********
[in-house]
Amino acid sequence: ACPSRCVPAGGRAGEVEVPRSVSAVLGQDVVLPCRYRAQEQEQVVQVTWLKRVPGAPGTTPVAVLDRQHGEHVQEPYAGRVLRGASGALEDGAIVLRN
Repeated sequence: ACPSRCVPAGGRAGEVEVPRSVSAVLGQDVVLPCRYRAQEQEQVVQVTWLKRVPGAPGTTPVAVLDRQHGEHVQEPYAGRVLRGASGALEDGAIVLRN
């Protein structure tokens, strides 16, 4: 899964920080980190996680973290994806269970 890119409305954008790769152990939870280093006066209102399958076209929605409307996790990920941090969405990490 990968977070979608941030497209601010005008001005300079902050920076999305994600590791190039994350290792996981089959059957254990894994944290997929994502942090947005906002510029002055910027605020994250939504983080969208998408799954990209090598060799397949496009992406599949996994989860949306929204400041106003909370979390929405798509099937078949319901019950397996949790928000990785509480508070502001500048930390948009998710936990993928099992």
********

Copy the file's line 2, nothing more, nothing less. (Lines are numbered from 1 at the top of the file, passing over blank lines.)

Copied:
Amino acid sequence: ACPSRCVPAGGRAGEVEVPRSVSAVLGQDVVLPCRYRAQEQEQVVQVTWLKRVPGAPGTTPVAVLDRQHGEHVQEPYAGRVLRGASGALEDGAIVLRN